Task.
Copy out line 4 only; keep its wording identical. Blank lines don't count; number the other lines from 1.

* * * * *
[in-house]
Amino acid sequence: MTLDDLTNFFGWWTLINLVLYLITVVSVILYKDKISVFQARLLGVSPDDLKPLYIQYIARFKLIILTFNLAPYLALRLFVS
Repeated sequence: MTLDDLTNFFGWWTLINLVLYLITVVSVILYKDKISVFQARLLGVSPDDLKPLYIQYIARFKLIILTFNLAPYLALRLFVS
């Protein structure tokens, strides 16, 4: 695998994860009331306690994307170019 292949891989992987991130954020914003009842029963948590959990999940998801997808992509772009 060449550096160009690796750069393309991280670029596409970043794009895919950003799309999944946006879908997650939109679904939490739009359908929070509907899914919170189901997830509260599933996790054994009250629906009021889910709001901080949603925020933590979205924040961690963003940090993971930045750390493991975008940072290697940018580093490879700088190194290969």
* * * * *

């Protein structure tokens, strides 16, 4: 695998994860009331306690994307170019 292949891989992987991130954020914003009842029963948590959990999940998801997808992509772009 060449550096160009690796750069393309991280670029596409970043794009895919950003799309999944946006879908997650939109679904939490739009359908929070509907899914919170189901997830509260599933996790054994009250629906009021889910709001901080949603925020933590979205924040961690963003940090993971930045750390493991975008940072290697940018580093490879700088190194290969």